Rap music has been criticized for having misogynistic lyrics, violence, drug dealing, and most importantly objectifying women. However, the genre didn’t begin with promoting negativity; it spread a message about how drugs were affecting their neighborhoods. As President Nixon declared a “War on Drugs” campaign unemployment was at its highest. The same rappers who grew up listening to Grandmaster Flash and the Furious Five classic “The Message,” were now embracing dealing drugs. Each year Hip-Hop grew older women began transitioning from Queens to objectification in lyrics and music videos.
Female rappers such as Sha Rock, Salt-n-Pepa, Roxanne Shante, MC Lyte, Queen Latifah and more are noted for being innovators who opened doors for other women in this genre. Within the small group of diverse women each had or have the common goal of proving they’re capable of equaling the success of their male counterparts.
Then there are rappers like Lil’ Kim, Foxy Brown, Trina, and Nicki Minaj, who embraced their sexuality by being just as vulgar as their male peers. Lil’ Kim wasn’t afraid to defy society by wearing provocative clothing on and off stage. Although, she was heavily criticized for her iconic outfits, but her brand kept increasing.
“With your style…you changed the female MC game…and became one of the biggest international stars in rap history,” Puff Daddy said. “Kim made rap feminine and sexy, stylish and hardcore all at the same time.”
When Nicki Minaj emerged in 2009, she imitated the Harajuku girls culture which is vibrant and full of colors. She was viewed by the media as a spectacle because of her pastel-colored wigs and costumes. However, her image didn’t deteriorate her lyricism or ability to capitalize on her brand. After she reached a certain level of success from her debut album Pink Friday, she gradually toned down her Harajuku Barbie style and turned up the sex appeal. All of which played a huge role in her being the world’s top earning female rapper.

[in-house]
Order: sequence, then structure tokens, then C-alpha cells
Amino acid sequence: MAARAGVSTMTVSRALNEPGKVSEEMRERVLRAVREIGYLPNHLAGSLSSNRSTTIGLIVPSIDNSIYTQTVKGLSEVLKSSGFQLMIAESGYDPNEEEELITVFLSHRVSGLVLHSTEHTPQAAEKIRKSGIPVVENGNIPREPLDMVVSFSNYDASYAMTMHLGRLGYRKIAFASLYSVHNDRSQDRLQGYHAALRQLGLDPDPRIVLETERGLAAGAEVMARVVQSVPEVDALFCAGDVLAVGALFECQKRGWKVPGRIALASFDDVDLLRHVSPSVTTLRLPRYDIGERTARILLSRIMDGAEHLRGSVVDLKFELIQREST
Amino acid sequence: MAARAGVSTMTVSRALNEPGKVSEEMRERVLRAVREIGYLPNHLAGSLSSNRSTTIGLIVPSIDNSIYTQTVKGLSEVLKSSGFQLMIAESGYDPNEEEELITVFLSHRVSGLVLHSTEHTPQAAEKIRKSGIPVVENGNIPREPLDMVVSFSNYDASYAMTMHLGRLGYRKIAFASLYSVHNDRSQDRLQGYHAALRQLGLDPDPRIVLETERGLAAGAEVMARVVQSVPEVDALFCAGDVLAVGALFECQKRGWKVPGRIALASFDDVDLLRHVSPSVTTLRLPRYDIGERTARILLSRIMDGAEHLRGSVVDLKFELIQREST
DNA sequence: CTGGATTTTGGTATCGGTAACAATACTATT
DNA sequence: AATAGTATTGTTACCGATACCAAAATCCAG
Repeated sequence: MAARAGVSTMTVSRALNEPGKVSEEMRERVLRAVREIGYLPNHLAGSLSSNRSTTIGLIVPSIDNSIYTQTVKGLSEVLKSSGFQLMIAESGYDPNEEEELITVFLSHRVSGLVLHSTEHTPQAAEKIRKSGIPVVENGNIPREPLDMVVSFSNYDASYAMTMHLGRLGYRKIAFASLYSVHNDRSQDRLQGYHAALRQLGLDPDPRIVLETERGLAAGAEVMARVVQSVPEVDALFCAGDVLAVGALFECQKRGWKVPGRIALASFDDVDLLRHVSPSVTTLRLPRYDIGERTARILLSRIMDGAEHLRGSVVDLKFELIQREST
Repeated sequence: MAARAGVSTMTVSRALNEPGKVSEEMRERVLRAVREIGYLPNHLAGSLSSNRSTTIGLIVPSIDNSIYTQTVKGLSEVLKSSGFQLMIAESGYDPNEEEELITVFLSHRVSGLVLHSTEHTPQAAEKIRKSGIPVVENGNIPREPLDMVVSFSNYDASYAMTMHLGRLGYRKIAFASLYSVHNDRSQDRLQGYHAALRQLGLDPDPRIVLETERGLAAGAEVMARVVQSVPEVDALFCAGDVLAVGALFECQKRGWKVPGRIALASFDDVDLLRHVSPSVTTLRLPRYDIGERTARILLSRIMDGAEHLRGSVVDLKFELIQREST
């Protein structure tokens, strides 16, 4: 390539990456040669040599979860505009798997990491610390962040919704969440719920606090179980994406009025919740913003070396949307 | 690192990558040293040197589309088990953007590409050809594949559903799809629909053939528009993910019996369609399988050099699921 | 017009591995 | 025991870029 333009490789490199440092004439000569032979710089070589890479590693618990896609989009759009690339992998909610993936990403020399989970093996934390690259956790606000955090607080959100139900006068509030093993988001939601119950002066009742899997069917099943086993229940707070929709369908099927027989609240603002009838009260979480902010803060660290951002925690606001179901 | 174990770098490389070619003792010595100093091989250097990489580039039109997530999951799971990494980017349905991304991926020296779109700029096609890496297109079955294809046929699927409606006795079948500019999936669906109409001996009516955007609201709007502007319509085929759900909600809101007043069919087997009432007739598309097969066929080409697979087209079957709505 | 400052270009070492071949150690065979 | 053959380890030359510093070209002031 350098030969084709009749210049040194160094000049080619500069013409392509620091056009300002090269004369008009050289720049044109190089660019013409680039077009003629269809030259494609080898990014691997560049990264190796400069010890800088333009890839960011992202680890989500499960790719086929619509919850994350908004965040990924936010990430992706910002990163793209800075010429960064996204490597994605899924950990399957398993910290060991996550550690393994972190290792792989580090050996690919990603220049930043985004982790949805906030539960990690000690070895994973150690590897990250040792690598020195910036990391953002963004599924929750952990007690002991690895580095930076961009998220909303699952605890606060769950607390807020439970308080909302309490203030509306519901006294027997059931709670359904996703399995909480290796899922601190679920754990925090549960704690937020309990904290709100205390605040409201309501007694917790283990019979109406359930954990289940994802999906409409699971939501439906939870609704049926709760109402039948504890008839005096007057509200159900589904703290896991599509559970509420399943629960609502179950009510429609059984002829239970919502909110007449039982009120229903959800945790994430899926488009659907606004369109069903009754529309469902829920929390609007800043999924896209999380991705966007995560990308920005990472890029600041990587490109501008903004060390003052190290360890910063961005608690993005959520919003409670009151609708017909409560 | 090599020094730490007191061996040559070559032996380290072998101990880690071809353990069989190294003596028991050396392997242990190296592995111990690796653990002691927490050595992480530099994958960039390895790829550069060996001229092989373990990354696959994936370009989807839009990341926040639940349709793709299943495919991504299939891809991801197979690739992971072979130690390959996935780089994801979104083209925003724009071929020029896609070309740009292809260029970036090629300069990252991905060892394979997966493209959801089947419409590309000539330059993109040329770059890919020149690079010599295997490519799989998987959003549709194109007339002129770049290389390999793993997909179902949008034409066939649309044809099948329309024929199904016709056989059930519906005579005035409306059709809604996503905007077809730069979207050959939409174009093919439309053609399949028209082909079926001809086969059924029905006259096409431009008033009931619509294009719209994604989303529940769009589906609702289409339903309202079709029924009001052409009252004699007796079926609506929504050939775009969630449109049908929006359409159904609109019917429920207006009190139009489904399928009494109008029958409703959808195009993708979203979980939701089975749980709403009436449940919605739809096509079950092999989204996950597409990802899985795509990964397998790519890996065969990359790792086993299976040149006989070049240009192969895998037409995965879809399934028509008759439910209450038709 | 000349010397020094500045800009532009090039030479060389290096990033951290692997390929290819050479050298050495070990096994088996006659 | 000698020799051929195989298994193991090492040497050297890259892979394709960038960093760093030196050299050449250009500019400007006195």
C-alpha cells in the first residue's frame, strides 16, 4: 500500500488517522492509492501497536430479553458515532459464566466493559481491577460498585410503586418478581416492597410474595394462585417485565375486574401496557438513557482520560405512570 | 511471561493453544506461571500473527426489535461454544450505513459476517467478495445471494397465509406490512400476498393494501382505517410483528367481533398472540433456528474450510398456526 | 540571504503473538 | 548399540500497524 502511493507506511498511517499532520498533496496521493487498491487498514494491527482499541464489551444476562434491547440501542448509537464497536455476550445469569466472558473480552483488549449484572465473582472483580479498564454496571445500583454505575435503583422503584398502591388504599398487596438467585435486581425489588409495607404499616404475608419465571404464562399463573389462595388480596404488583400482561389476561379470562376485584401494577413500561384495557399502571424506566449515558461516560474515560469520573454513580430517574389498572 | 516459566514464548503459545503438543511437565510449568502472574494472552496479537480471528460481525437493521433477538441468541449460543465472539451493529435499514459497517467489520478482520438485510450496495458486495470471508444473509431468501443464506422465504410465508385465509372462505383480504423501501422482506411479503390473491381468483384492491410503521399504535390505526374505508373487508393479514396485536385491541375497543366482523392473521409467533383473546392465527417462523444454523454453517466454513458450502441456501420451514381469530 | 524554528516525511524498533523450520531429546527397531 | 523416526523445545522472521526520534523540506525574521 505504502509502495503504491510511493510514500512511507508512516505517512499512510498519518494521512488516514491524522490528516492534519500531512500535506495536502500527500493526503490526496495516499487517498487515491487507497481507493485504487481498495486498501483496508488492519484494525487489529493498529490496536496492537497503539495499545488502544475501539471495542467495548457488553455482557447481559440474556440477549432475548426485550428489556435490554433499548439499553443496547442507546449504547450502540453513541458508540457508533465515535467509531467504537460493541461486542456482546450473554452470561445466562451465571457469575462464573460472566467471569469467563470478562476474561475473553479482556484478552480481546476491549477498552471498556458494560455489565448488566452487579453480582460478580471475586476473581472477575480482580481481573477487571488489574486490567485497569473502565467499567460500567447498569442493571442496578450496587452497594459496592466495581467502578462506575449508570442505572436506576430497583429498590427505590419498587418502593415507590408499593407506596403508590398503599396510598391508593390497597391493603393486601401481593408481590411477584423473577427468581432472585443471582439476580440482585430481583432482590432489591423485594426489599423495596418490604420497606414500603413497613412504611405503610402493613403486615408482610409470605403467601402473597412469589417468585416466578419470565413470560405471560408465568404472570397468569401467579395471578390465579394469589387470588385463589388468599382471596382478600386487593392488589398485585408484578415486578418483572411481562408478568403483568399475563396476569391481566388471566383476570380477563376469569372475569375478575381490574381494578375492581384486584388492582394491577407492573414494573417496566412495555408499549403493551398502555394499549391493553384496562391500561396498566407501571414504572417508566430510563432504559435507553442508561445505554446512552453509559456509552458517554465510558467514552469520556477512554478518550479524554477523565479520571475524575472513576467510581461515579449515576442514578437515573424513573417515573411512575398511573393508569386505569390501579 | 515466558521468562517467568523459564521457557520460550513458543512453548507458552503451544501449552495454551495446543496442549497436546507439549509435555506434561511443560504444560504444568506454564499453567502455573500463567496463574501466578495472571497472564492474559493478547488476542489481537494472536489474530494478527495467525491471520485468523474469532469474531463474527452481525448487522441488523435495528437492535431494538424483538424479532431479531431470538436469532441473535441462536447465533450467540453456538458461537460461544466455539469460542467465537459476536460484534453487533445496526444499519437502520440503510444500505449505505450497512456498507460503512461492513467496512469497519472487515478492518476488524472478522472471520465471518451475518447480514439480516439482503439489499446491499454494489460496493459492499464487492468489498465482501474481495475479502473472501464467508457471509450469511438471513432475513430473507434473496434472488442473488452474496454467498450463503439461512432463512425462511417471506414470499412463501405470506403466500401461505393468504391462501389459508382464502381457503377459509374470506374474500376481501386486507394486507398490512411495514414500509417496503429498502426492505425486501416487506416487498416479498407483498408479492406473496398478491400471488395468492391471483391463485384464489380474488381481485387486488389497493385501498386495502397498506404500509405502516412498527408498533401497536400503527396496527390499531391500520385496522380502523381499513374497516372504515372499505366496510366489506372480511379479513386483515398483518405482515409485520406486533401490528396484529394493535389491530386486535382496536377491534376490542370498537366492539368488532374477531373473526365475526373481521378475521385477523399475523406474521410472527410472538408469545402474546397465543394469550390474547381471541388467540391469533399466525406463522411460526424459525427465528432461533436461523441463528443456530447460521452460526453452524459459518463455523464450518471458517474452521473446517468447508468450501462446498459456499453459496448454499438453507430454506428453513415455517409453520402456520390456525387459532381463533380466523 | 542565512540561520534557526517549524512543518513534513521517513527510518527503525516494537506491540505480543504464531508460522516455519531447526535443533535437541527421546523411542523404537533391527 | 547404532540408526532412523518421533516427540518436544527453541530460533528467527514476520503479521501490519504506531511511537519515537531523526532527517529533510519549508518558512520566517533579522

“One of the things that is drastically different with the music industry, in general, is that the young people are more astute in terms of business,” Dr. Nancy Dawson continues. “They understand their being exploited but I’m getting paid.”
Based on a small focus group discussing the impact of Nicki Minaj’s music with college women between the ages of 21 to 25; They respected Minaj for providing female empowerment through her music and business. These women were inspired by female rappers and their confidence to be themselves.
Society criticizes women for objectifying themselves as a marketing strategy to generate revenue but rarely speaks on how men have done it for years. Rappers are doing it every time they’re on social media uploading pictures of themselves promoting brands or body parts.
Watch below as Dr. Nancy Dawson discusses sexuality in Hip-Hop culture and its connection to stereotypes and slavery. You can check out her website for more information about the African American culture, negro spirituals, and plays on her website.